Note: If you are here just looking for troubleshooting tips on making something running in a Docker container be able to talk to a database – particularly a MySQL database – on the host system, skip down a bit.
I was not prepared to have something like half the web applications I have running on my home lab to pooch it when Debian upgraded PHP from 7.4 to 8.1.
Yes, I was running a lot of them on "bare metal" – that is, they were not inside containers.
While I was able to find either upgraded versions or replacement programs, I realized there had to be another way that would just let me get a bunch of those web applications back up and running quickly.
Most of those sites were already running behind a reverse proxy anyway. So, I asked myself, what if I learned how to run Apache and PHP 7.4 inside Docker, and allowed my "main" bare metal setup to follow Debian’s upgrade path?
Welp, I managed to make it work.
The container, which is based on Debian bullseye-slim, will load any sites configured in the
apache-sites subdirectory, and serve files in the
www subdirectory. It is accessible on port 8180 by default (since everybody uses 8080), and that’s easily changed by editing one line in
It’s meant to be able to be dropped in place so that you mainly have to move a few things around. The idea is that it is (potentially) as little configuration as moving a configuration file, making a symbolic link, and typing
docker-compose up -d --build.
The Docker image also uses a script that loads Apache modules and customizes
php.ini the first time it’s run. You may not need to touch it at all, though it changes some default values that I regularly need changes in my homelab. I tried to make it as clean, commented, and obvious exactly what it does and how in the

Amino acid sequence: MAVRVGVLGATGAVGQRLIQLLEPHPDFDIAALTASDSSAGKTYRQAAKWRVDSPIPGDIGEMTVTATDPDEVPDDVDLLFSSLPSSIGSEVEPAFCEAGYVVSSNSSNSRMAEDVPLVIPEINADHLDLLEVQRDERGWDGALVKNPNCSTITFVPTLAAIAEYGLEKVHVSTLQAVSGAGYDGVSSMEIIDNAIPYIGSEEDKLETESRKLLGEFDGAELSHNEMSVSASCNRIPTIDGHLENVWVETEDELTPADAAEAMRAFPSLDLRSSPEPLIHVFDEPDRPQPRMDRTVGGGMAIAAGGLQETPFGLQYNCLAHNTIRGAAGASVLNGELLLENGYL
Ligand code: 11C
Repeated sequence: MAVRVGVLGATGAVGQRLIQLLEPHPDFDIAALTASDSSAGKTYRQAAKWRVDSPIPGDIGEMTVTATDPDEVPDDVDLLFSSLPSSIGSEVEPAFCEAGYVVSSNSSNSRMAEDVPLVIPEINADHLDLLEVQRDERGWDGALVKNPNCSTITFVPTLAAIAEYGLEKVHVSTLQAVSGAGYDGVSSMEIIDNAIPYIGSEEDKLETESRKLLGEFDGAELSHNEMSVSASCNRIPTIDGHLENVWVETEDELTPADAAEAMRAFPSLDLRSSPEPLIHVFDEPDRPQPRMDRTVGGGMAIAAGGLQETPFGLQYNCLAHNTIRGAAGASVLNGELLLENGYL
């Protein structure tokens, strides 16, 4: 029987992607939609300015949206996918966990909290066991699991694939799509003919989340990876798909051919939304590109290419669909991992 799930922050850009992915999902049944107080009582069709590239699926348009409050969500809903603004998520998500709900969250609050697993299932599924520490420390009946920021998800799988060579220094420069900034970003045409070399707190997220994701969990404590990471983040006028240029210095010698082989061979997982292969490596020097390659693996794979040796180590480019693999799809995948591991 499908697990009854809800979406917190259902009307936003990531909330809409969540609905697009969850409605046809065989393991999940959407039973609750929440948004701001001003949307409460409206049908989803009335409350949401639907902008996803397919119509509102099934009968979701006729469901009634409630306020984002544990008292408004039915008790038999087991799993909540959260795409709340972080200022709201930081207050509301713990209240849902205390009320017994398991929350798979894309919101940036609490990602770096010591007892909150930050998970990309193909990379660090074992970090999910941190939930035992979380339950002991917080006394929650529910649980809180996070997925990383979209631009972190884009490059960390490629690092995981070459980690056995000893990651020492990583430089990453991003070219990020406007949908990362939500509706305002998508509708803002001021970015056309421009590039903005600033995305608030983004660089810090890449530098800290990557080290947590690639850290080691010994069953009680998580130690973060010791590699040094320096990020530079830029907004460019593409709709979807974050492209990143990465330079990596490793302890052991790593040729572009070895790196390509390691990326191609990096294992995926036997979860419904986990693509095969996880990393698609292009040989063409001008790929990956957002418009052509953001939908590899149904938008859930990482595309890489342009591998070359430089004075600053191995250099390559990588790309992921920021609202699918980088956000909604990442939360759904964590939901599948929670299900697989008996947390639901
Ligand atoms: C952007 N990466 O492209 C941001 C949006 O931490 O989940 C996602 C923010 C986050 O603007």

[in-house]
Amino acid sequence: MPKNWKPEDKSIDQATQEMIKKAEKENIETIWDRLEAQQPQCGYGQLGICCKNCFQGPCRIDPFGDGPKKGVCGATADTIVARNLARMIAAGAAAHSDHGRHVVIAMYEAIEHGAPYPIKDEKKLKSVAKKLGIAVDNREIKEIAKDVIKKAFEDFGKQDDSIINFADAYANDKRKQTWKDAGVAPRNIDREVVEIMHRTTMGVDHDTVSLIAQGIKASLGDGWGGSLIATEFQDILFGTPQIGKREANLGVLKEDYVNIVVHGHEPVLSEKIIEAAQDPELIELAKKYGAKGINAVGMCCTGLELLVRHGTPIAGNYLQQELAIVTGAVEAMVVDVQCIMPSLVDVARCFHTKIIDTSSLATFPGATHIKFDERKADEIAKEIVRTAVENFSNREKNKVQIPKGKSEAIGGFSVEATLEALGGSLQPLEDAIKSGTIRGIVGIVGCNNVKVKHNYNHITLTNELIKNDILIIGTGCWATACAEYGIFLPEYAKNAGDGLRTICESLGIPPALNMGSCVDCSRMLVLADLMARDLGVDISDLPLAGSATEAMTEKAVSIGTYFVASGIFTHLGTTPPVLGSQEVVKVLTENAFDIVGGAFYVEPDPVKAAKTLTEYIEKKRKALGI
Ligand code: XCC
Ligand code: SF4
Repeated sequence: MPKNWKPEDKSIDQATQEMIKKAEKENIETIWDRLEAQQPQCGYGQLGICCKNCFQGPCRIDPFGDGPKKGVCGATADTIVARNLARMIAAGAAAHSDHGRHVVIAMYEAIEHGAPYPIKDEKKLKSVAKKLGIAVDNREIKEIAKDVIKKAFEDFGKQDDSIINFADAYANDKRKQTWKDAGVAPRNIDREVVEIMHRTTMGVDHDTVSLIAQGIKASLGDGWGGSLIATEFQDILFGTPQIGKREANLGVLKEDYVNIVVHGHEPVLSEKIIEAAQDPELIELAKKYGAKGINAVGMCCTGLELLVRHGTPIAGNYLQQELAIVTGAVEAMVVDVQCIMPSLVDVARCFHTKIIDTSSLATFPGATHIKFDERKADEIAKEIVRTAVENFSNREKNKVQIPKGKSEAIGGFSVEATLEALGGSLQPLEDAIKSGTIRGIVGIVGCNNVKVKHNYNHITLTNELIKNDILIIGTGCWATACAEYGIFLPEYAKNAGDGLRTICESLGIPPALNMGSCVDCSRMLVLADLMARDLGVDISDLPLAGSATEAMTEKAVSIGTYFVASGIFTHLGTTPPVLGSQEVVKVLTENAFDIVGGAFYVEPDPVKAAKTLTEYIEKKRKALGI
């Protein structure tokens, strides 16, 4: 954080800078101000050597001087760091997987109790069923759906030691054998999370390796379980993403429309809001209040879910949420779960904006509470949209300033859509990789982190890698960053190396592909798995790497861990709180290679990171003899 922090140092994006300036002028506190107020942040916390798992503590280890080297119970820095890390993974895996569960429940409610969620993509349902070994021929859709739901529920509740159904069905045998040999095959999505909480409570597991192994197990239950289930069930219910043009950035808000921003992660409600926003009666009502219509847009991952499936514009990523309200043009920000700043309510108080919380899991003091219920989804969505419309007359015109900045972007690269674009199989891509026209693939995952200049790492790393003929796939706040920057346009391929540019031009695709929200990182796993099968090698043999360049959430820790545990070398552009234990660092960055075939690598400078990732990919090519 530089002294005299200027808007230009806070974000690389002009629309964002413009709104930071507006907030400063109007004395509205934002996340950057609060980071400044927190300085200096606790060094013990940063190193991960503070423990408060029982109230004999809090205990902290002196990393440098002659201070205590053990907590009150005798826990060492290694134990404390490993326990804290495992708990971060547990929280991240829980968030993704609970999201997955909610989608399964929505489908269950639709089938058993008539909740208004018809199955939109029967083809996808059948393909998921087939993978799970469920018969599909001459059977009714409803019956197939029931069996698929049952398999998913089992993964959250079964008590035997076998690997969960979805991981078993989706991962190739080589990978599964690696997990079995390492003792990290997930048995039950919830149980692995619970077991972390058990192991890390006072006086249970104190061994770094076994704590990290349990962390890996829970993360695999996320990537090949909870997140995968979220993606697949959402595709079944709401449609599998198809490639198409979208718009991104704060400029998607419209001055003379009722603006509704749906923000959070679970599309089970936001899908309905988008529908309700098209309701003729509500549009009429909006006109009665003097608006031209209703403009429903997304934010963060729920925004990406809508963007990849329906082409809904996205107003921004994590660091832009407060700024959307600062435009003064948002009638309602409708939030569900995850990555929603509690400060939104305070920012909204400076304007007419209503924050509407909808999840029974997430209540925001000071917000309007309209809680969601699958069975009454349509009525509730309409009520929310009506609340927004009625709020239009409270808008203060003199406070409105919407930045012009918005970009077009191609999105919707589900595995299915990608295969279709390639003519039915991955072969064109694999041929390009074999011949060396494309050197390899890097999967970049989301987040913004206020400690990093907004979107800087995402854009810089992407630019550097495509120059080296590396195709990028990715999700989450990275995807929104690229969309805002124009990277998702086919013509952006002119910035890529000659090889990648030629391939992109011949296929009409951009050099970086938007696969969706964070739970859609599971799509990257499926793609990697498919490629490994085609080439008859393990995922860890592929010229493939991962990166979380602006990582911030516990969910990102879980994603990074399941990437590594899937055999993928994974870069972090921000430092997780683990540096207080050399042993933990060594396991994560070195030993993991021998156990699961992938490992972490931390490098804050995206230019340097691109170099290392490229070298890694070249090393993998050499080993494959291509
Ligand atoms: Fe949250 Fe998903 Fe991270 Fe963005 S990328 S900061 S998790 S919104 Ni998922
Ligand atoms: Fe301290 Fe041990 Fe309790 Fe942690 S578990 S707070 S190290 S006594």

docker-compose.yaml, because while it’s all documented somewhere, it’s definitely NOT all documented in the same place.
Likewise, the trickiest part was figuring out how to get it to talk to the (already existing) databases on the host machine. This was easily the most time-consuming portion of the whole task, so if you stumbled onto this looking for this solution, here you go:
Having a Dockerized App Talk To MySQL on the Host
I figured this out for MySQL because, well, that’s what I needed for the web applications I was using. I presume that PgSQL and others have similar issues, YMMV.
The problems come from MySQL having its own permissions separate from the UID/GID permissions of the user. To make this work, you are theoretically weakening your security slightly. Therefore, you must ensure that port 3306 (for MySQL) is not reachable from outside your LAN.
Your firewall must allow access from the IP address or IP address range of the Docker container. You can discover what that IP address is by running
docker inspect [container ID] | grep IPAddresswhile the container is running. Typically, the netmask is
The less secure – but far easier – method is to have the firewall on the server allow access to port 3306, and rely on the router firewall upstream to block access. If you are using UFW, you can achieve this by
sudo ufw allow in to any port 3306.
You will need to ensure that the database user can connect from something other than
localhost. The "connect from anywhere" syntax for MySQL is
'user'@'%', so for example:
CREATE USER 'myuser'@'%' IDENTIFIED BY 'mycomplicatedpassword'; GRANT ALL PRIVILEGES ON mydb.* TO 'myuser'@'%';
Finally, you will probably have to change the address that MySQL binds to as well. The instructions at Stack Overflow at https://stackoverflow.com/questions/16287559/mysql-adding-user-for-remote-access#37341046 worked great.
I learned quite a bit about how all these parts work together putting this together. Even if the finished project is not something that you need, I hope that looking at the parts of it helps someone else better understand Docker and how the parts of it work together, just like it helped me.